It could be concluded that B. melitensis biotype3 is the most predominant Brucella spp., among cows in Menoufia governorate. The most frequent virulence genes are omp25, omp31, manA and manB among isolates which are assumed to play a worthy function in the pathogenesis of brucellosis in this region. Moreover, it may be helpful for authorized affairs to develop a strategic plan for the prevention and eradication of this disease.

SIGNIFICANCE STATEMENT

This study discovered that B. melitensis biotype3 was the prevalent circulating strain among cows in Menoufia governorate, Egypt. Also, it provided a beneficial view for clarifying the substantial role of omp25, omp31, manA, manB, virB and znuA virulence determinant genes in bovine brucellosis. This study assessed the worthy values of these genes in the virulence of Brucella. Further investigations were needed to evaluate other impact roles of these genes or other genes in bovine brucellosis.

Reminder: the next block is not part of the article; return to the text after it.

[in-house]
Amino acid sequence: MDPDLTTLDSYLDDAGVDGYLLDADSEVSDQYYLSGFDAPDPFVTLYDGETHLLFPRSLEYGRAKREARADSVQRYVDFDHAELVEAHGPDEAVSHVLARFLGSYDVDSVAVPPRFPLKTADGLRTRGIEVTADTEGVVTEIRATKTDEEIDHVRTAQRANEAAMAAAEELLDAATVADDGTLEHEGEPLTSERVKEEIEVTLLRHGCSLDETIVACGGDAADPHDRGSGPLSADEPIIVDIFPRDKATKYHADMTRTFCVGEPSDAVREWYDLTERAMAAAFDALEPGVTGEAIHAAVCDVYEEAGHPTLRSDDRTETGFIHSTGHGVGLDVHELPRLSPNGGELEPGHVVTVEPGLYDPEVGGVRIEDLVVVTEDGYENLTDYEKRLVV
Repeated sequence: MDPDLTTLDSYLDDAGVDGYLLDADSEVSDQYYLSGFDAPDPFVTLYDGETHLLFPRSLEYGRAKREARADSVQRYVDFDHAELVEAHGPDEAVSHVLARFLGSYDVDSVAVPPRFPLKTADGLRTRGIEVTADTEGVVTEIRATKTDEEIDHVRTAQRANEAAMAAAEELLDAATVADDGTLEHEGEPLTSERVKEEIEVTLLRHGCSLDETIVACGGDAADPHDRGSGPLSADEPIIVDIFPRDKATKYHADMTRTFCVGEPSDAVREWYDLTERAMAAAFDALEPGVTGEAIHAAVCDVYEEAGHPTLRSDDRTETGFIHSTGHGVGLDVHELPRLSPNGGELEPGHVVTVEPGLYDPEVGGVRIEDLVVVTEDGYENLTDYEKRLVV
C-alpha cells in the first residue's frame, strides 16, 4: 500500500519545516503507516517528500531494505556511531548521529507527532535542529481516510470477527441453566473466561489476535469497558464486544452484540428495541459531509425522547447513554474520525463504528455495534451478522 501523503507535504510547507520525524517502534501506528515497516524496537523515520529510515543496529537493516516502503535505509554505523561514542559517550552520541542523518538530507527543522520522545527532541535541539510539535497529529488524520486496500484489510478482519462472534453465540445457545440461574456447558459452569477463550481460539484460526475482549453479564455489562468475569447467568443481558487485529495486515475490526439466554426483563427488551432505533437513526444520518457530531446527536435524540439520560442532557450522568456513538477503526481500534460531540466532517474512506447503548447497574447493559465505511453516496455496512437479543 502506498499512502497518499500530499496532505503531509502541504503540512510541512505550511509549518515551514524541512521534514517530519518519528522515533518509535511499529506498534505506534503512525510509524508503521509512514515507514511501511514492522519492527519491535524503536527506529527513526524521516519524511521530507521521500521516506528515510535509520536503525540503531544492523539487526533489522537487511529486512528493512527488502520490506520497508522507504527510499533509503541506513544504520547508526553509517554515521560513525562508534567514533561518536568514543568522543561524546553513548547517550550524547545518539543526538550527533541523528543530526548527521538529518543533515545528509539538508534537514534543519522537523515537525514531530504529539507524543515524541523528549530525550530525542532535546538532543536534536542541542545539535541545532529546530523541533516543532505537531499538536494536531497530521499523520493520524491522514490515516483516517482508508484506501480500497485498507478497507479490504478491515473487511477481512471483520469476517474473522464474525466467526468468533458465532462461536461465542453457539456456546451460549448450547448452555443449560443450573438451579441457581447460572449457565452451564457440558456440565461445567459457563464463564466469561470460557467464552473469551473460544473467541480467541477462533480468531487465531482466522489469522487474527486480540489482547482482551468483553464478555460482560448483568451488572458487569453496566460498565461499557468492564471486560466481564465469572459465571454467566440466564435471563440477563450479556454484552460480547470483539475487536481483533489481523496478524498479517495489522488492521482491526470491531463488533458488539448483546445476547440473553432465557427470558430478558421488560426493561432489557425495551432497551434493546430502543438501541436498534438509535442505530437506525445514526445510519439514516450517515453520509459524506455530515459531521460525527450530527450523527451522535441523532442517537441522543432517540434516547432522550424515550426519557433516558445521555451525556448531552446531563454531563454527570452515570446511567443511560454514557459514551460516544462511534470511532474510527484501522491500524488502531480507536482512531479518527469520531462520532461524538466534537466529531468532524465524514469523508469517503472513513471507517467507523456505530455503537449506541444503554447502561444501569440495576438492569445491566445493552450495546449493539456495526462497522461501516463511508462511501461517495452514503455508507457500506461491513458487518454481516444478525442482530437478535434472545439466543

ACKNOWLEDGMENT

The researchers would like to thank the Directorate of Veterinary Medicine of Menoufia governorate for helping us to collect samples and data in this research.